caprice for all that we enjoy? It is true, said I, this seems a reason. Again; Is not power of every degree as much contested for as wealth? Are not magistracies, honours, principalities, and empire, the subjects of strife and everlasting contention ? J replied, they were. And why, said he, this To obtain what end ? Is it not to help us, like wealth, to the possession of what we desire Is it not farther to ascertain, to secure our enjoyments; that when others would deprive us, we may be strong enough to resist them? I replied, it was. Or, to invert the whole; Why are there, who seek recesses the most distant and retired; flee ceurts and power, and submit to parsimony and obscurity? Why all this, but from the same intention? From an opinion, that small possessions, used moderately, are permanent; that larger possessions raise envy, and are more frequently invaded; that the safety of power and dignity is more precarious than that of retreat; and that therefore they have chosen what is most eligible upon the whole? It is not, said I, improbable, that they act by some such motive. Do you not see, then, continued he, two or three more reconceptions of the Sovereign Good, which are sought for [. all, as essential to constitute it? And what, said I, are these ? That it should not be transient, nor derived from the will of others, nor in their power to take away; but be durable, self-derived, and (if I may use the expression,) indeprivable. I confess, said I, it appears so. But we have already found it to be considered, as something agreeable to our nature; conducive, not to mere being, but to wellbeing; and what we aim to have accommodated to all places and times. We have. There may be other characteristics, said he, but these I think sufficient. See then it's idea; behold it as collected from the original, natural, and universal preconceptions of all mankind. The Sovereign Good, they have taught us, ought to be something agreeable to our nature; conducive to wellbeing; accommodated to all places and times; durable, self-derived, and indeprivable. Your account, said I, appears just. HARRIs.

CHAP. II.
THE SAME SUBJECT.

Brutus perished untimely, and Caesar did no more.— These words I was repeating the next day to myseli, when my friend appeared, and cheerfully bade me good morrow. I could not return his compliment with an equal gayety, being intent, somewhat more than usual, on what had passed the day before. Seeing this, he proposed a walk into the fields. The face of Nature, said he, will perhaps dispel these glooms. . No assistance, on my part, shall be wanting, you may be assured. I accepted his proposal; the walk began; and our former conversation insensibly renewed. Brutus, said he, perished untimely, and Caesar did no more.—It was thus, as I remember, not long since, you were expressing yourself. And yet suppose their fortunes to have been exactly parallel—Which would you have preferred? Would you have been Caesar, or Brutus? Brutus, replied I, beyond all controversy. He asked me, Why? Where was the difference, when their fortunes, as we now supposed them, were considered as the same There seems, said I, abstract from their fortunes, something, I know not what, intrinsically preferable in the life and character of Brutus. If that, said he, be true, then must we derive it, not from the success of his endeavours, but from their truth and rectitude. He had the comfort to be conscious, that his cause was a just one. It was impossible the other should have any such feeling. I believe, said I, you have explained it. Suppose then, continued he, (it is but merely an hypothesis,) suppose, I say, we were to place the Sovereign Good in such a rectitude of conduct, in the Conduct merely, and not in the Event. Suppose we were to fix our Happiness, not in the actual attainment of that health, that perfection of a social state, that fortunate concurrence of externals, which is congruous to our nature, and which all have a right to pursue; but solely fix it in the mere doing whatever is correspondent to such an end, even though we never attain, or are near attaining it. In fewer words; What if we make our natural state the standard only to determine our con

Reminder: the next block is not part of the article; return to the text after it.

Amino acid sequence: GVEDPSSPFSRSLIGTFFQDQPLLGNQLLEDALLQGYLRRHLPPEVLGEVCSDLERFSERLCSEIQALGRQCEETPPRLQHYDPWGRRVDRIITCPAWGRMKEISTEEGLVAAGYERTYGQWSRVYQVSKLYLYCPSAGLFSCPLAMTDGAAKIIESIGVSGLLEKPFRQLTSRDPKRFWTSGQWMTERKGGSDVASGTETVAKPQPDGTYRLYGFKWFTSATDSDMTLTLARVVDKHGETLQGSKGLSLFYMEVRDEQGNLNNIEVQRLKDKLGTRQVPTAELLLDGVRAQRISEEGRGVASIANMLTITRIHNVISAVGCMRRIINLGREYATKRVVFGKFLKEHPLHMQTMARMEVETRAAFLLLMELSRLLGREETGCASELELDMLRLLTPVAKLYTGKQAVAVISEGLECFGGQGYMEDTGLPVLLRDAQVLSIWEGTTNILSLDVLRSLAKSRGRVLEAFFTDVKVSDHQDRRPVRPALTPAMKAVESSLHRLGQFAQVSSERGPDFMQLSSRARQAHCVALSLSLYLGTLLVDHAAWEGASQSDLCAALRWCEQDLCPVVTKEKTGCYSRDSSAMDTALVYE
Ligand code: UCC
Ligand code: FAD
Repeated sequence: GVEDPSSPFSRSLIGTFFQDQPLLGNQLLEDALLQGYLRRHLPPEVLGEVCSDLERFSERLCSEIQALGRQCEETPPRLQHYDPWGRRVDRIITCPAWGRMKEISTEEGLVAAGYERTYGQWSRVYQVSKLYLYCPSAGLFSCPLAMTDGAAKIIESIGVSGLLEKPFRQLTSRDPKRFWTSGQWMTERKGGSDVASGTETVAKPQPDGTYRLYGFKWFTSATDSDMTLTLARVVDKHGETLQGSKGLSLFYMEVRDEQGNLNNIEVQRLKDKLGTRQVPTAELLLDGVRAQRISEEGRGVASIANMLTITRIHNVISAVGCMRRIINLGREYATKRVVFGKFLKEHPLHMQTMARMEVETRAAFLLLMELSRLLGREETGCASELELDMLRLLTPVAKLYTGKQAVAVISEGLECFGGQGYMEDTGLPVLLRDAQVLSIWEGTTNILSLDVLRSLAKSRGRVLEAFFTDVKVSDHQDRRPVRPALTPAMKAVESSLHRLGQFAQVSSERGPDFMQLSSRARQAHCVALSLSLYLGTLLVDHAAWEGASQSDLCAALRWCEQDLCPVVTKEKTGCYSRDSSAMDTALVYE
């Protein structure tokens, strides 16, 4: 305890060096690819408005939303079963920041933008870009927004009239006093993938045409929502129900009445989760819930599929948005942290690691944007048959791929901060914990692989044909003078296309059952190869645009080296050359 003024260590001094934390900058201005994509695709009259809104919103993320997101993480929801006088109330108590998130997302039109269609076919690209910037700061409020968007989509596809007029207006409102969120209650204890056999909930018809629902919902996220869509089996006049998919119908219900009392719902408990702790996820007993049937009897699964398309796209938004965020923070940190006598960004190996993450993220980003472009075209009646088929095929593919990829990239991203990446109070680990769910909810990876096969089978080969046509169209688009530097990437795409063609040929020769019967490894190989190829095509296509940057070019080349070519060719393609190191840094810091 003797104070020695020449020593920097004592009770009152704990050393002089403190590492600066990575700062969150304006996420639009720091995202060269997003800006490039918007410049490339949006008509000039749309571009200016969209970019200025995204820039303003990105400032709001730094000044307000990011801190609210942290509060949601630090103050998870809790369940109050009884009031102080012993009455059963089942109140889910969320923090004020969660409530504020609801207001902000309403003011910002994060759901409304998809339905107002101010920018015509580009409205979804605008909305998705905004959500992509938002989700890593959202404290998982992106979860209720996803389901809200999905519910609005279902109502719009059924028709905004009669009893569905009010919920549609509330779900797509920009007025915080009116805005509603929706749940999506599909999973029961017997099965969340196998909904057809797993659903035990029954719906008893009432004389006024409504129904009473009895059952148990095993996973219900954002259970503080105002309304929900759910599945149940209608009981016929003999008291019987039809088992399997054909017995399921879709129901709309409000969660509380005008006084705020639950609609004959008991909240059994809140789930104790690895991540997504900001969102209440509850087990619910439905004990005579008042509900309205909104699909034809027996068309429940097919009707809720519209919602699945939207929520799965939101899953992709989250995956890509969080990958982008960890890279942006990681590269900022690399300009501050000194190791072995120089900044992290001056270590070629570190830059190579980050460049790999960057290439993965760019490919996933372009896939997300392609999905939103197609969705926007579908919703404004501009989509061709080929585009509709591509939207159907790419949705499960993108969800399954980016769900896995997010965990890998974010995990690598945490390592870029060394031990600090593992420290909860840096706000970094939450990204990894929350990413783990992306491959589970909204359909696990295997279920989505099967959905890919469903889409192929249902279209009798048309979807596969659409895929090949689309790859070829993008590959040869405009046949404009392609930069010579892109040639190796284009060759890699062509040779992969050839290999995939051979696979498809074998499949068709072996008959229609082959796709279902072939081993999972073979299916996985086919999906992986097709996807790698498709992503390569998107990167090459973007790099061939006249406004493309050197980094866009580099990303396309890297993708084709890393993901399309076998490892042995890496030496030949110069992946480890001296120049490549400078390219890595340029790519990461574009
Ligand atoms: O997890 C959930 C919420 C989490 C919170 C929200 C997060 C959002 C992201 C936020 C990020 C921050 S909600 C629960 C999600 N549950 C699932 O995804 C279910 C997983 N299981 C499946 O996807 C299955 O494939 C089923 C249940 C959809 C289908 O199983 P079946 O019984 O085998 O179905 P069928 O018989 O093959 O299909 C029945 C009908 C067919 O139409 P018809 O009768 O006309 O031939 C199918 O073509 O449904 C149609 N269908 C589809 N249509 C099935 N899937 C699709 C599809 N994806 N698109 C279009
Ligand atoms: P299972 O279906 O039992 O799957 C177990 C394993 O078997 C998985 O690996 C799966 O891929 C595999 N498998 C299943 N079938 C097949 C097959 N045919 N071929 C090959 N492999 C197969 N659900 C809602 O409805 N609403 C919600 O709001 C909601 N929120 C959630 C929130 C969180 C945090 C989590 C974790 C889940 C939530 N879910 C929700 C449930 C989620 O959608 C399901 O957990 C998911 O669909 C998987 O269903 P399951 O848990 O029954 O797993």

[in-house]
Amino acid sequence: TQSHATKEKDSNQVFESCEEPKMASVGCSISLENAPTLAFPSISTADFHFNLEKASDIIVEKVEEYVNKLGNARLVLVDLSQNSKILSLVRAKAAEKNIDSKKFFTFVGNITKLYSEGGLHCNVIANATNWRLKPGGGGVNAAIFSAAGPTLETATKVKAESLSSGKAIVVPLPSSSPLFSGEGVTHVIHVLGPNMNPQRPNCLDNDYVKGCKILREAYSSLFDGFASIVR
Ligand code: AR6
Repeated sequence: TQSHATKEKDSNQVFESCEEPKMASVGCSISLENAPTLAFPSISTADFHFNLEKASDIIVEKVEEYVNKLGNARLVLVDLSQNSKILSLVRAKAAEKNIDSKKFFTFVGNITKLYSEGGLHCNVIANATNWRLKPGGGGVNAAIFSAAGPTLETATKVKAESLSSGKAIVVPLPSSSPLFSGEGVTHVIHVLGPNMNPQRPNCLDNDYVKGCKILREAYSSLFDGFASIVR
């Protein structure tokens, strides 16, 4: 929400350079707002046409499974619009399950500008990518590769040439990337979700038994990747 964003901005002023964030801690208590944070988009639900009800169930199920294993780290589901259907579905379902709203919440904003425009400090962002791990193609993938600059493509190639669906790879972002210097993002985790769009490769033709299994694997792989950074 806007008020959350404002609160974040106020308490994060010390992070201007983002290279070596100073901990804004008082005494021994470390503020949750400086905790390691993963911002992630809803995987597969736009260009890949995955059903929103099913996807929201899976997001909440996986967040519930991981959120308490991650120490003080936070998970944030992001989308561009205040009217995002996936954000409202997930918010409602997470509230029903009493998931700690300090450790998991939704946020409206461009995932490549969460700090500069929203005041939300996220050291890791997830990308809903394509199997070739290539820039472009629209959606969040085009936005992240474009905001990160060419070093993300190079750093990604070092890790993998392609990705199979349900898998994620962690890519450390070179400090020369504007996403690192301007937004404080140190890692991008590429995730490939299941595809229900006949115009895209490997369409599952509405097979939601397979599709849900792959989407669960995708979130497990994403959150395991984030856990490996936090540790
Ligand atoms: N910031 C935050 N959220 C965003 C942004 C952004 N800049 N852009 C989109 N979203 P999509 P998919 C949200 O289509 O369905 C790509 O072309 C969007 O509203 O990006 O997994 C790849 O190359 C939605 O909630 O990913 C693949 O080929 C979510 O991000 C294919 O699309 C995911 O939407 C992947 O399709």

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duct, and place our happiness in the rectitude of this conduct alone On such an hypothesis (and we consider it as nothing farther) we should not want a good, perhaps, to correspond to our preconceptions; for this, it is evident, would be correspondent to them all. Your doctrine, replied I, is so new and strange, that though you have been copious in explaining, I can hardly yet comprehend you. It amounts all, said he, but to this: Place your happiness where your praise is. I asked, where he supposed that? Not, replied he, in the pleasures which you feel, more than your disgrace lies in the pain; not in the casual prosperity of fortune, more than your disgrace in the casual adversity; but in just complete action throughout every part of life, whatever be the face of things, whether favourable or the contrary. But why then, said I, such accuracy about externals? so much pains to be informed, what are pursuable, what avoidable? It behoves the pilot, replied he, to know the seas and the winds; the nature of tempests, calms, and tides. . They are the subjects about which his heart is conversant. Without a just experience of them he can never prove himself an artist. Yet we look not for his reputation either in fair gales, or in adverse; but in the skilfulness of his conduct, be these events as they happen. In like manner fares it with the moral artist. He for a subject has the whole of human life: health and sickness; pleasure and pain; with every other possible incident, which can befal him during his existence. If his knowledge of all these be accurate and exact, so too must his conduct, in which we place his happiness. But if his knowledge be defective, must not his conduct be defective also I replied, so it should seem. And if his conduct, then his happiness? It is true. You see them, continued he, even though externals were as nothing; though it was true, in their own nature, they were neither good nor evil; yet an accurate knowledge of them is, from our hypothesis, absolutely necessary. Indeed, said I, you have proved it. He continued—Inferior artists may be at a stand, because they want materials. From their stubbornness and intractability they may often be disappointed. But as long as life is passing, and Nature continues to operate, the moral artist